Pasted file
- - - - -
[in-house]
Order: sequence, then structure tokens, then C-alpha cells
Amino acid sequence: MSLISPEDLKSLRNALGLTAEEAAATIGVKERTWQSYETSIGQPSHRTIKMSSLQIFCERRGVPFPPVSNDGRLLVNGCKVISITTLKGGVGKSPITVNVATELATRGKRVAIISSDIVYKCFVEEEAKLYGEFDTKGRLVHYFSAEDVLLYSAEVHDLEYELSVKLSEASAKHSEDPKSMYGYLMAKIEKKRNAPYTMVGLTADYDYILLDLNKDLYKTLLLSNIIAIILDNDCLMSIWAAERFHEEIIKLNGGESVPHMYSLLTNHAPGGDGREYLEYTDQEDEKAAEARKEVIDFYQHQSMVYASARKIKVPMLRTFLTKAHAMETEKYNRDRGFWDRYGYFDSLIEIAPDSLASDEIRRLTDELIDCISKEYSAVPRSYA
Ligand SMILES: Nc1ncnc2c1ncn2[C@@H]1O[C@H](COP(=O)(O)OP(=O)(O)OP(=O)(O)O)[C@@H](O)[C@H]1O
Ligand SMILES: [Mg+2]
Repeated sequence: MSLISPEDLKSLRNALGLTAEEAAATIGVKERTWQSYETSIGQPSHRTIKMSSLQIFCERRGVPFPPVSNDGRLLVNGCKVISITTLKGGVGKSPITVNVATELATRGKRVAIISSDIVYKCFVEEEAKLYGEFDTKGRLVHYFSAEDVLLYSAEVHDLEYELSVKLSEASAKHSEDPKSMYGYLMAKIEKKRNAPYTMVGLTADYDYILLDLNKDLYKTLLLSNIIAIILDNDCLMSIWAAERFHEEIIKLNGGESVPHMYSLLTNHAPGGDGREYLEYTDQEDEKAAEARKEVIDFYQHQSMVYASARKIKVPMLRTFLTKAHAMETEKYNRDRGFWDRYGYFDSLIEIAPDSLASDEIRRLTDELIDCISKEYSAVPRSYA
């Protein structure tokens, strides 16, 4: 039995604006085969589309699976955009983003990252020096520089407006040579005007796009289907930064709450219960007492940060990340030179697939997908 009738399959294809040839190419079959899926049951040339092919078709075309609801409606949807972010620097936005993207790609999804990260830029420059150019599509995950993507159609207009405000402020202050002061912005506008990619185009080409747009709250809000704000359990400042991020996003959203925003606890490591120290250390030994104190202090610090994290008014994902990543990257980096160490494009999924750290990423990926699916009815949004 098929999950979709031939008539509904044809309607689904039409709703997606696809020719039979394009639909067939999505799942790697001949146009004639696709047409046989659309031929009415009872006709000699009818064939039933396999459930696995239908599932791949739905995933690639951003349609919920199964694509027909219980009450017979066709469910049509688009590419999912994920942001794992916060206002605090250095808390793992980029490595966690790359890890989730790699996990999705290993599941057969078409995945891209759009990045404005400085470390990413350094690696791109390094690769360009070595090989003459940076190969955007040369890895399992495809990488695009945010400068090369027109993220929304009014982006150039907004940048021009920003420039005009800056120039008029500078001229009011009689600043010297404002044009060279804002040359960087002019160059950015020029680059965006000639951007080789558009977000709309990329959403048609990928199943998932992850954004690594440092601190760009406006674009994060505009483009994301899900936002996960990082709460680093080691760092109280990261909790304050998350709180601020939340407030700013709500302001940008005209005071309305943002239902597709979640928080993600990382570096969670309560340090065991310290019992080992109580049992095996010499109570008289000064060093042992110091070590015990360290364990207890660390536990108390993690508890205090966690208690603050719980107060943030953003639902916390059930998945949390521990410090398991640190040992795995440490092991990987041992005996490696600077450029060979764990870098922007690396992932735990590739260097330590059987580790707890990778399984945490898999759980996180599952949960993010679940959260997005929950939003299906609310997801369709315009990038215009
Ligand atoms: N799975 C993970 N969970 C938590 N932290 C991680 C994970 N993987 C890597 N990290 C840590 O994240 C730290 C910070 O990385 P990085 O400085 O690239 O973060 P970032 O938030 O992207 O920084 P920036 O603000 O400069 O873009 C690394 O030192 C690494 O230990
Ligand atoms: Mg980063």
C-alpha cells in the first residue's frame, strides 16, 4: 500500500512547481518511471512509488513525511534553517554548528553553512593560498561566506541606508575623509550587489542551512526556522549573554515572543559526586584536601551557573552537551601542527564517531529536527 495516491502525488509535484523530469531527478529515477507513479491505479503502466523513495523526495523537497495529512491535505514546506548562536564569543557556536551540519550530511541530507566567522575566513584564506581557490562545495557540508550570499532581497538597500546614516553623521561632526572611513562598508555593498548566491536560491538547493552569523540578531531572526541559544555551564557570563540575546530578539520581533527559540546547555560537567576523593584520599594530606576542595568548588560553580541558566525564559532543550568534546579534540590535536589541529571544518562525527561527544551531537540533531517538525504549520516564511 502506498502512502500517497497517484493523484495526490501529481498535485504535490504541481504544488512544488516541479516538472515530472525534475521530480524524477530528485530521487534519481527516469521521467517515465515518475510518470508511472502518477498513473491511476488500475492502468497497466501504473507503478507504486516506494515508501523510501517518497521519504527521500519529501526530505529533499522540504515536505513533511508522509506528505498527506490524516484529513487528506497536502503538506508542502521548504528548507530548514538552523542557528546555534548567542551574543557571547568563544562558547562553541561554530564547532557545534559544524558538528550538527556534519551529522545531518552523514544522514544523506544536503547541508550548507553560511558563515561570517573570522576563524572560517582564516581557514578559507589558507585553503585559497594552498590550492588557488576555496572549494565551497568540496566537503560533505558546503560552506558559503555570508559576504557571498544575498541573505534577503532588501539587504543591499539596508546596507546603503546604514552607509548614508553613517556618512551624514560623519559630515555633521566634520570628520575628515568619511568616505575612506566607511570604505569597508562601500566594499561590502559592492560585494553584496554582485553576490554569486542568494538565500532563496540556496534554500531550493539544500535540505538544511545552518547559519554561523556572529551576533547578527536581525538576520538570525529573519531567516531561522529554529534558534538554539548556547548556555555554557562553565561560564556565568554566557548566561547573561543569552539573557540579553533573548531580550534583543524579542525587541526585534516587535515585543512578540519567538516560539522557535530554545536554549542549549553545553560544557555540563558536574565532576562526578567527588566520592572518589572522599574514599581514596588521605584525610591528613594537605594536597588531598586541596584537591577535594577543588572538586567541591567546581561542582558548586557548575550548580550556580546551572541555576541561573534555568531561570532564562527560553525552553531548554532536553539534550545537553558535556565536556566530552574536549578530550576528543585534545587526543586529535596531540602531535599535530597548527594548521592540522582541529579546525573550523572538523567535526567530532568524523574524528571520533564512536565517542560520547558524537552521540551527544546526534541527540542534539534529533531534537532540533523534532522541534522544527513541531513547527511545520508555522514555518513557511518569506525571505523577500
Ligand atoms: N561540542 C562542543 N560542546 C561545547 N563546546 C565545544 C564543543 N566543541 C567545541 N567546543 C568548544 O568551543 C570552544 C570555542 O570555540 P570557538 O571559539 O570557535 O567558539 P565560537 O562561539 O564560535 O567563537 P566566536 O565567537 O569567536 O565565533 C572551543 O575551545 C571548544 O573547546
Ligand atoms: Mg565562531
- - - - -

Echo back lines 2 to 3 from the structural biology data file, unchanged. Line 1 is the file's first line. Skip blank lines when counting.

Order: sequence, then structure tokens, then C-alpha cells
Amino acid sequence: MSLISPEDLKSLRNALGLTAEEAAATIGVKERTWQSYETSIGQPSHRTIKMSSLQIFCERRGVPFPPVSNDGRLLVNGCKVISITTLKGGVGKSPITVNVATELATRGKRVAIISSDIVYKCFVEEEAKLYGEFDTKGRLVHYFSAEDVLLYSAEVHDLEYELSVKLSEASAKHSEDPKSMYGYLMAKIEKKRNAPYTMVGLTADYDYILLDLNKDLYKTLLLSNIIAIILDNDCLMSIWAAERFHEEIIKLNGGESVPHMYSLLTNHAPGGDGREYLEYTDQEDEKAAEARKEVIDFYQHQSMVYASARKIKVPMLRTFLTKAHAMETEKYNRDRGFWDRYGYFDSLIEIAPDSLASDEIRRLTDELIDCISKEYSAVPRSYA